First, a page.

"“As you watch you grow more and more enraged, infuriated and increasingly disillusioned with society and the human race...”"

In the very same week that Pope Benedict XVI has stolen the headlines for becoming the first pontiff to resign from his position for 600 years, comes an accusatory documentary about the Catholic Church, as Academy Award winning director Alex Gibney delves into the upsetting themes of paedophilia at the hands of priests, in Mea Maxima Culpa: Silence in the House of God.

We focus predominantly on the case involving Father Lawrence Murphy, who is believed to have molested close to 200 young boys at a School for the Deaf in Milwaukee, throughout the 1950's and 60's. Although sexually abusing such a vast number of helpless youngsters, Murphy was never once convicted of any wrongdoing, despite countless attempts from those affected to send the priest to jail. It transpires that the Catholic Church and the Vatican were aware of the heinous crimes, yet in a bid to protect the reputation of the church, they actively ensured that nothing was ever done to resolve this horrific set of events.

In what is effectively a story of two monstrous crimes (the abuse, and the covering up), it's a real testament to the director in how angry it makes you feel. As you watch you grow more and more enraged, infuriated and increasingly disillusioned with society and the human race. You simply can't believe what you're being told, and every time you think the story has reached its peak of distress, more harmful news is unraveled. Although being a very fascinating and affecting piece of cinema – and not to deny Gibney of the fine feature he has produced – given the shocking nature of the cases he is exploring, it would be rather difficult for this film not to be upsetting.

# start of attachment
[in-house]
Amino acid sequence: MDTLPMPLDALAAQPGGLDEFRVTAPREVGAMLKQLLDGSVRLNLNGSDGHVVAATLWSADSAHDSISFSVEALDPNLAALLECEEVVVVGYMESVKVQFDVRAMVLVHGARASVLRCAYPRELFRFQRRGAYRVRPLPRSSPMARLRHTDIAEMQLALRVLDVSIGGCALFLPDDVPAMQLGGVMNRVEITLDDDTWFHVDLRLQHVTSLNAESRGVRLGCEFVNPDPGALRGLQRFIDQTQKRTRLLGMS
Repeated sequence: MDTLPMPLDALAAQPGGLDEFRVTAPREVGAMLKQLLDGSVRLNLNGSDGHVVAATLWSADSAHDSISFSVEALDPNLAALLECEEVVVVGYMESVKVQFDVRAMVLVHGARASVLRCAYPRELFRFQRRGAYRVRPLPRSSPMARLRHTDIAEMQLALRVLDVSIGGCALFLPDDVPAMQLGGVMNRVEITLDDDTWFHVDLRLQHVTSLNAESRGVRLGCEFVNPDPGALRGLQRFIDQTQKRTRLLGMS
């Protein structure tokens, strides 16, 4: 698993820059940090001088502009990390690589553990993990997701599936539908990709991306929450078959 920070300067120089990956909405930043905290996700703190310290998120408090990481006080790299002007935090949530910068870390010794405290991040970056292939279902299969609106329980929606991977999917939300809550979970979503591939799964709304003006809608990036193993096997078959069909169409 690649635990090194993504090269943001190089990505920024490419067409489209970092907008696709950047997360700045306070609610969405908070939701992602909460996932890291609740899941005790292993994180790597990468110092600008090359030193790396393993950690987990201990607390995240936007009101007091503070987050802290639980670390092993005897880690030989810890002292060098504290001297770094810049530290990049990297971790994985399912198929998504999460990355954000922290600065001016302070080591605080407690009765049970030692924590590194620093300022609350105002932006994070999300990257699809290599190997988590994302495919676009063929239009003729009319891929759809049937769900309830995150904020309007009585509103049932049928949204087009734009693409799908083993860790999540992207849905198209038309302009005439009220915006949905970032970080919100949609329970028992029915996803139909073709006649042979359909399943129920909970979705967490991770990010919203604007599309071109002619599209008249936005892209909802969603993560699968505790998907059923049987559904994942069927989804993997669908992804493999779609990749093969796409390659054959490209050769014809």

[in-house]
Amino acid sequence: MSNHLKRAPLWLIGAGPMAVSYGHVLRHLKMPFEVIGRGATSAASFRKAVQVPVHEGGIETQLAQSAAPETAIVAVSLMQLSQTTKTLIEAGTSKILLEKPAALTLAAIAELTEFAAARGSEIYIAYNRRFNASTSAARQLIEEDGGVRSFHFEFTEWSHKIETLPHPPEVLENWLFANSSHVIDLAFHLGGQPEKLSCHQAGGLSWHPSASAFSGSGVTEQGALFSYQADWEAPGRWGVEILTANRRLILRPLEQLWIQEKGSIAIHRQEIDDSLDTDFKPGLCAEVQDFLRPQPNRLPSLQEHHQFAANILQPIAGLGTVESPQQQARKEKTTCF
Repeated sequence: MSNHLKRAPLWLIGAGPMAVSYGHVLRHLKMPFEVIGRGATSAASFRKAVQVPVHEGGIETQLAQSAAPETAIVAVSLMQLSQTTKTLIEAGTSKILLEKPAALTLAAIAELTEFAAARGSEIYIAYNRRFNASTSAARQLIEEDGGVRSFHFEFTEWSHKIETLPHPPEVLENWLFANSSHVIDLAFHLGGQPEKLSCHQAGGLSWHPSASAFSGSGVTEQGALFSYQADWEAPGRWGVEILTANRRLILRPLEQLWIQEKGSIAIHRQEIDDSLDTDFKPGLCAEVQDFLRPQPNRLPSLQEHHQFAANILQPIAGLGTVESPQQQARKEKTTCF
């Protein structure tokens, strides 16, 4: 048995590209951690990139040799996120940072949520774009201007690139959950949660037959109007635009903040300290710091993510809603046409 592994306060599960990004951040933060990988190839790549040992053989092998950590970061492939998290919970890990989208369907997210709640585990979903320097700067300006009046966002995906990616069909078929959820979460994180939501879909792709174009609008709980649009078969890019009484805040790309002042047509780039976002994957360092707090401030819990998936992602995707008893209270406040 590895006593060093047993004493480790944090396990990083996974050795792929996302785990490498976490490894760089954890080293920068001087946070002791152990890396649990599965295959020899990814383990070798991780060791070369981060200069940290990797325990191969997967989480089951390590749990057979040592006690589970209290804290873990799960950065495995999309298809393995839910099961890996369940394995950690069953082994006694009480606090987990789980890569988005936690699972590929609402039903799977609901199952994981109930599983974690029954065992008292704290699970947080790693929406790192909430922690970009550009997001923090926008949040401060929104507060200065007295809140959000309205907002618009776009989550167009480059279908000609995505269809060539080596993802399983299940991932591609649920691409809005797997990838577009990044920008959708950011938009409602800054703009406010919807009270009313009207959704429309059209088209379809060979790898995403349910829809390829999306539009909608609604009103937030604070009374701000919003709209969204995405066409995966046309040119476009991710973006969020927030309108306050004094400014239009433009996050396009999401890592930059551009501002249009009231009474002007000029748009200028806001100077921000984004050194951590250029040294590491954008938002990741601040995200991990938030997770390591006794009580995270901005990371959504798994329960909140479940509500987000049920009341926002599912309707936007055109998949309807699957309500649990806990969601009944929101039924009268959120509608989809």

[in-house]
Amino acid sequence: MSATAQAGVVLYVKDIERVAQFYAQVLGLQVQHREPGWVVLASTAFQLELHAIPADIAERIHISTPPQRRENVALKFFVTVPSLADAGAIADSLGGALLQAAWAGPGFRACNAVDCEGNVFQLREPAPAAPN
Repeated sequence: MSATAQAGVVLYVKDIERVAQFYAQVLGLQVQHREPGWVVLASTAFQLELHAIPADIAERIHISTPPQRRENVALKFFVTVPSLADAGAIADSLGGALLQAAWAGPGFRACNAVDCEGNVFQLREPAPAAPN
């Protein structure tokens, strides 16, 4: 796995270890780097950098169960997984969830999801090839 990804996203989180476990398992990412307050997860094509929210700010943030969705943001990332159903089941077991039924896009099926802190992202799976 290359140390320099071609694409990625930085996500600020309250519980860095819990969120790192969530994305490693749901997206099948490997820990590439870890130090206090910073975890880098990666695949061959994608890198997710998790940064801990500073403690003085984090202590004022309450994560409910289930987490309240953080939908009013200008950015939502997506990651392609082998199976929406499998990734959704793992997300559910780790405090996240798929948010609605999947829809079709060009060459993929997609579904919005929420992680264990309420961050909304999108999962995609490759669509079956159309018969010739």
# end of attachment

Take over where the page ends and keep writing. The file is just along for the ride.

We are still reliant on Gibney telling the story effectively however to maximise the effect, and he does an excellent job. It's brilliantly structured, telling the story patiently but pulling no punches. It ticks along at the perfect pace, depicting such events chronologically, and although deviating away from the Murphy case throughout the middle section – to explore similar cases across Europe  - Gibney rounds up well by going back to the case in the latter stages.

The interviews are also disturbing and upsetting, speaking to those who were molested (now middle-aged) – as they tell of their past via sign language, which really highlights their vulnerability. Intelligently, the film desists from simple shock value, as we aren't in any way reliant on lengthy, graphic recollections of what happened. We know that they were abused, and that's more than enough information.

One of the biggest issues, and the foundation on which this film is based, is the silence within the church and the covering up of such crimes – crimes that needed to be exposed for those responsible to face the repercussions. Well, it's now up to us to see this movie and help spread the word – because the more people who see this and learn about what happened, the better.